The Baring and Bearing of Burdens

Once sin is exposed and its private shelter banished, we discover yet another blessing. The baring of burdens leads to the bearing of burdens (Galatians 6:1-5).

Brothers, if anyone is caught in any transgression, you who are spiritual should restore him in a spirit of gentleness. Keep watch on yourself, lest you too be tempted. Bear one another’s burdens, and so fulfill the law of Christ. For if anyone thinks he is something, when he is nothing, he deceives himself. But let each one test his own work, and then his reason to boast will be in himself alone and not in his neighbor. For each will have to bear his own load.

Once we expose our sin, we can find help with its weight. Sin is something that we fight together. This is what Christ intended: “Bear one another’s burdens, and so fulfill the law of Christ.” We must release the pride that fights against confession. We must realize that we make sin stronger by keeping sin secret.

James describes in practical fashion what a community of faith is supposed to look like (James 5:13-16). Together we offer prayers for the suffering and songs for the cheerful (v. 13). Together we attend to those in need (v. 14-15). Together we confess our sins to each other and pray for one another (v. 16). In that shared experience we access the true power of prayer: “The prayer of a righteous person has great power as it is working.” Likewise, we read in Proverbs 28:13, “Whoever conceals his transgressions will not prosper, but he who confesses and forsakes them will obtain mercy.” Sin rules the heart in secret. As Bonhoeffer wrote, “The more isolated a person is, the more destructive will be the power of sin over him.”2 The exposure of sin is the beginning of its defeat.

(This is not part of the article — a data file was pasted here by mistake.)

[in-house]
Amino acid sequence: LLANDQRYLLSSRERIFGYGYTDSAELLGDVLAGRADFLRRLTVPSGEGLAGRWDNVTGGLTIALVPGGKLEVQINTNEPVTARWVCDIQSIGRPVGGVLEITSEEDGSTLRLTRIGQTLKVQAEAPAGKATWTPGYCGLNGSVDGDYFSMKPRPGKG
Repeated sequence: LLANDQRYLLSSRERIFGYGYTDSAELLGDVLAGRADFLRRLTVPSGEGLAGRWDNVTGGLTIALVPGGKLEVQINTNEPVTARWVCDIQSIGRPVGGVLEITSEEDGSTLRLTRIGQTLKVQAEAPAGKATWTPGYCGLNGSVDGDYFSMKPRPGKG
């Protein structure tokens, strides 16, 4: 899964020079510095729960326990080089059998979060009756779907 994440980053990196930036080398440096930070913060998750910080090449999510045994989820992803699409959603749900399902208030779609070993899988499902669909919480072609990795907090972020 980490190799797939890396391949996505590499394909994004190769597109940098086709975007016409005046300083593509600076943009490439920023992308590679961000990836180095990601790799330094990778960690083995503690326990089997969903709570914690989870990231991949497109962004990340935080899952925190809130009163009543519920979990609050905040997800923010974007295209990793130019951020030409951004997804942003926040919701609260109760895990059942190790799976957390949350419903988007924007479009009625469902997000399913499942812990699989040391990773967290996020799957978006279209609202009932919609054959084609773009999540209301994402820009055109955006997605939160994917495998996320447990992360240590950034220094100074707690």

It is past time for us to stop thinking of our battle against sin as an individual endeavor and start relying on each other for help. You cannot do this alone, and you were never intended to try. We read in Ecclesiastes 4:9-10, “Two are better than one, because they have a good reward for their toil. For if they fall, one will lift up his fellow. But woe to him who is alone when he falls and has not another to lift him up!” You cannot defeat sin alone, and you should not try! God works with us to overcome sin, and the strength of God can be experienced in the strength of sharing this life with His people.